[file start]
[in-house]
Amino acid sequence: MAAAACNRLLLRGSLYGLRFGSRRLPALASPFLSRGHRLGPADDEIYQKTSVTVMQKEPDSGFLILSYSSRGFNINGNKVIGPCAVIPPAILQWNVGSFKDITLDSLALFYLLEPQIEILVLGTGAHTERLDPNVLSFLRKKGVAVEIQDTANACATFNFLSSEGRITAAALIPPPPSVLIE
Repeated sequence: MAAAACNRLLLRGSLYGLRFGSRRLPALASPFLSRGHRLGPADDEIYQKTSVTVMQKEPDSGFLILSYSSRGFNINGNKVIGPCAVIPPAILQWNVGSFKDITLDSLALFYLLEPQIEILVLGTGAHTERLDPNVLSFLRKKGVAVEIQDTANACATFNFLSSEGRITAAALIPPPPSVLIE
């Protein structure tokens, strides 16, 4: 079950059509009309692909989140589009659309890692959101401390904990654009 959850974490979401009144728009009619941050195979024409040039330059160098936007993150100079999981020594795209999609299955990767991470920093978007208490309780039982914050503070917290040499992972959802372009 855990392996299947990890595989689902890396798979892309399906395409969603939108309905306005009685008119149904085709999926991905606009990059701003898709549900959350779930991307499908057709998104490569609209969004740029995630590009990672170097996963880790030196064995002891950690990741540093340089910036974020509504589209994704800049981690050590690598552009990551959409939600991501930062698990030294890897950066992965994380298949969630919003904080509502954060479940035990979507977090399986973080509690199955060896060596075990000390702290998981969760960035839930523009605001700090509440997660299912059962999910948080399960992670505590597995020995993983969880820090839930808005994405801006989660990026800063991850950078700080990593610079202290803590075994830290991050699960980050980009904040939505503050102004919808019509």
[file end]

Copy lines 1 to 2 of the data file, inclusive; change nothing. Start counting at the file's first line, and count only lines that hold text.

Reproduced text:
[in-house]
Amino acid sequence: MAAAACNRLLLRGSLYGLRFGSRRLPALASPFLSRGHRLGPADDEIYQKTSVTVMQKEPDSGFLILSYSSRGFNINGNKVIGPCAVIPPAILQWNVGSFKDITLDSLALFYLLEPQIEILVLGTGAHTERLDPNVLSFLRKKGVAVEIQDTANACATFNFLSSEGRITAAALIPPPPSVLIE